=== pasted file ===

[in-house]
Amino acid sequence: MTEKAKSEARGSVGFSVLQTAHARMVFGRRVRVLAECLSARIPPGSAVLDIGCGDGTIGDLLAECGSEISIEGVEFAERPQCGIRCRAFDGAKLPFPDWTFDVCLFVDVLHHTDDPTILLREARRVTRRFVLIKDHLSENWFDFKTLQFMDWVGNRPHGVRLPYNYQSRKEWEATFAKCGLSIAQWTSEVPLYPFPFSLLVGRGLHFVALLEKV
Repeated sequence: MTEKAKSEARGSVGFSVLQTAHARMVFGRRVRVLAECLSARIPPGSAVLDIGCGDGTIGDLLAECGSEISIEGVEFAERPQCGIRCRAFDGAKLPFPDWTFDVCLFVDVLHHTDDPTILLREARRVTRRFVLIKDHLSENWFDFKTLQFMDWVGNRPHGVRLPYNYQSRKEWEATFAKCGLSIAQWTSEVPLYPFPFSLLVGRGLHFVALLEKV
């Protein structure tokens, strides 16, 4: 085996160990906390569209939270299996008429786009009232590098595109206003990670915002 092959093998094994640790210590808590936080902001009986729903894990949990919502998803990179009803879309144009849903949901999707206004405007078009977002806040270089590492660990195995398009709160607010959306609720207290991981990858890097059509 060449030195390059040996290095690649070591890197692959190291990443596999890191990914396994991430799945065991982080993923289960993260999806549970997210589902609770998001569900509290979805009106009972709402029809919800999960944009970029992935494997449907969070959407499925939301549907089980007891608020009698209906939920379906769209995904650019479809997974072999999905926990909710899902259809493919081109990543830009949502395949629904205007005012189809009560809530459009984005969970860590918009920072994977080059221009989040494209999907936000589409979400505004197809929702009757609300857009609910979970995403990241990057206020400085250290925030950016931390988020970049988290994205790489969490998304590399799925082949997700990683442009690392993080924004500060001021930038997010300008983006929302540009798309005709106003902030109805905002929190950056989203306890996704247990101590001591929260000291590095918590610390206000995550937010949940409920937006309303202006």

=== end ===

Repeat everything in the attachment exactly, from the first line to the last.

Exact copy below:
[in-house]
Amino acid sequence: MTEKAKSEARGSVGFSVLQTAHARMVFGRRVRVLAECLSARIPPGSAVLDIGCGDGTIGDLLAECGSEISIEGVEFAERPQCGIRCRAFDGAKLPFPDWTFDVCLFVDVLHHTDDPTILLREARRVTRRFVLIKDHLSENWFDFKTLQFMDWVGNRPHGVRLPYNYQSRKEWEATFAKCGLSIAQWTSEVPLYPFPFSLLVGRGLHFVALLEKV
Repeated sequence: MTEKAKSEARGSVGFSVLQTAHARMVFGRRVRVLAECLSARIPPGSAVLDIGCGDGTIGDLLAECGSEISIEGVEFAERPQCGIRCRAFDGAKLPFPDWTFDVCLFVDVLHHTDDPTILLREARRVTRRFVLIKDHLSENWFDFKTLQFMDWVGNRPHGVRLPYNYQSRKEWEATFAKCGLSIAQWTSEVPLYPFPFSLLVGRGLHFVALLEKV
């Protein structure tokens, strides 16, 4: 085996160990906390569209939270299996008429786009009232590098595109206003990670915002 092959093998094994640790210590808590936080902001009986729903894990949990919502998803990179009803879309144009849903949901999707206004405007078009977002806040270089590492660990195995398009709160607010959306609720207290991981990858890097059509 060449030195390059040996290095690649070591890197692959190291990443596999890191990914396994991430799945065991982080993923289960993260999806549970997210589902609770998001569900509290979805009106009972709402029809919800999960944009970029992935494997449907969070959407499925939301549907089980007891608020009698209906939920379906769209995904650019479809997974072999999905926990909710899902259809493919081109990543830009949502395949629904205007005012189809009560809530459009984005969970860590918009920072994977080059221009989040494209999907936000589409979400505004197809929702009757609300857009609910979970995403990241990057206020400085250290925030950016931390988020970049988290994205790489969490998304590399799925082949997700990683442009690392993080924004500060001021930038997010300008983006929302540009798309005709106003902030109805905002929190950056989203306890996704247990101590001591929260000291590095918590610390206000995550937010949940409920937006309303202006």